App Store: Apple vs. the English Language

A few months ago, Amazon opened a section of their online store where they sell apps for Android devices. Following the same boring-but-descriptive naming scheme that Microsoft pioneered with such products as a word processor called Microsoft Word, a flight simulator called Microsoft Flight Simulator, and so forth, they call it the Amazon Appstore.

Apple, of course, is suing them for trademark infringement. Amazon’s stance: “App store” is a generic, descriptive term for a store that sells apps. Apple counters: “Is not!”

It’s a bit more eloquent than that, but look at this:

“Apple admits that the current edition of the Oxford English Dictionary defines ‘app’ as, in part, ‘[a]n application, esp. an application program,” Apple said in the court filing. “Apple further admits that the current edition of the New Oxford American Dictionary defines ‘store’ as, in part, ‘a retail establishment selling items to the public: a health-food store.'”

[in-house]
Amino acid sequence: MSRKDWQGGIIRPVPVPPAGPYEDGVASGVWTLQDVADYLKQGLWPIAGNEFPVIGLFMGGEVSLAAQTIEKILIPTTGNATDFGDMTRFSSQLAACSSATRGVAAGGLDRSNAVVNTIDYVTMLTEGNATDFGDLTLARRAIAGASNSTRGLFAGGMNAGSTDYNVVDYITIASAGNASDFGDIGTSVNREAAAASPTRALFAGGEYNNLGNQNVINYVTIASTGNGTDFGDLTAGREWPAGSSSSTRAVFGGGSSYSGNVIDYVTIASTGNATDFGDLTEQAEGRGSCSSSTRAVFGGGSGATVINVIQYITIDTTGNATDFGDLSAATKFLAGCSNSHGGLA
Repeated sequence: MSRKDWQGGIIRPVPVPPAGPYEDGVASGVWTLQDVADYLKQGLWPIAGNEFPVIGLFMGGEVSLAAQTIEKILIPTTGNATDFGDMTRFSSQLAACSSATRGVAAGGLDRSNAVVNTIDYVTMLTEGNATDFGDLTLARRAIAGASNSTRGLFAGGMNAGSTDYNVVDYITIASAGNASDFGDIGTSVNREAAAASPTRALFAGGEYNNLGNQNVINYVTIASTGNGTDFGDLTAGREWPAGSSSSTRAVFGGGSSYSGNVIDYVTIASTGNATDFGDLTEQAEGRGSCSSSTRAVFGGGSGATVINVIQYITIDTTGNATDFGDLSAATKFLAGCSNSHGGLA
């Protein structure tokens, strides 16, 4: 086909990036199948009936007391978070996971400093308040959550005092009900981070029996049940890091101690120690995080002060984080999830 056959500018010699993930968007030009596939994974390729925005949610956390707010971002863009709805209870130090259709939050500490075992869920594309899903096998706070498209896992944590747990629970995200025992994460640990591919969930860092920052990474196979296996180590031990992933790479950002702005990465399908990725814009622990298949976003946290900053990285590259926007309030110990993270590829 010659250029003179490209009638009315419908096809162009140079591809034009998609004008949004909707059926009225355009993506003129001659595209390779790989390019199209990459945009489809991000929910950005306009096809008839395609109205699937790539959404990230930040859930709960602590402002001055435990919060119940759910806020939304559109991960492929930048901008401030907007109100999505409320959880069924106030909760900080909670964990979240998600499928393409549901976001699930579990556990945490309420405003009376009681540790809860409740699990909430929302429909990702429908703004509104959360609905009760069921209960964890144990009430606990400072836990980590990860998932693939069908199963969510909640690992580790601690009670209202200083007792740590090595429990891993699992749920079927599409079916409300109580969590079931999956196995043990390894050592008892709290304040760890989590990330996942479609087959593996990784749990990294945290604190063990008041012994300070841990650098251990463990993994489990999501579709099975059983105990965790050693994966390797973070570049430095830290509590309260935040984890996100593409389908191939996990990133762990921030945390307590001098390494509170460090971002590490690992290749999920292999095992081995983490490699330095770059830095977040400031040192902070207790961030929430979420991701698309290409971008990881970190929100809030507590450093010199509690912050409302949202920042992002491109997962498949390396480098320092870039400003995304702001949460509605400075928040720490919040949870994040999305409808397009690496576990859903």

And the best part:

“Apple denies that, based on their common meaning, the words ‘app store’ together denote a store for apps,” the document said. [emphasis added]

Really? Funny, I thought that was how the English language worked.

(In the interest of full disclosure: I own an Apple laptop, and Android phone, and use Amazon’s affiliate program…but not their app store.)

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1 thought on “App Store: Apple vs. the English Language

  1. Pingback: Apple opens dictionary, abandons lawsuit over "App store" | K2R

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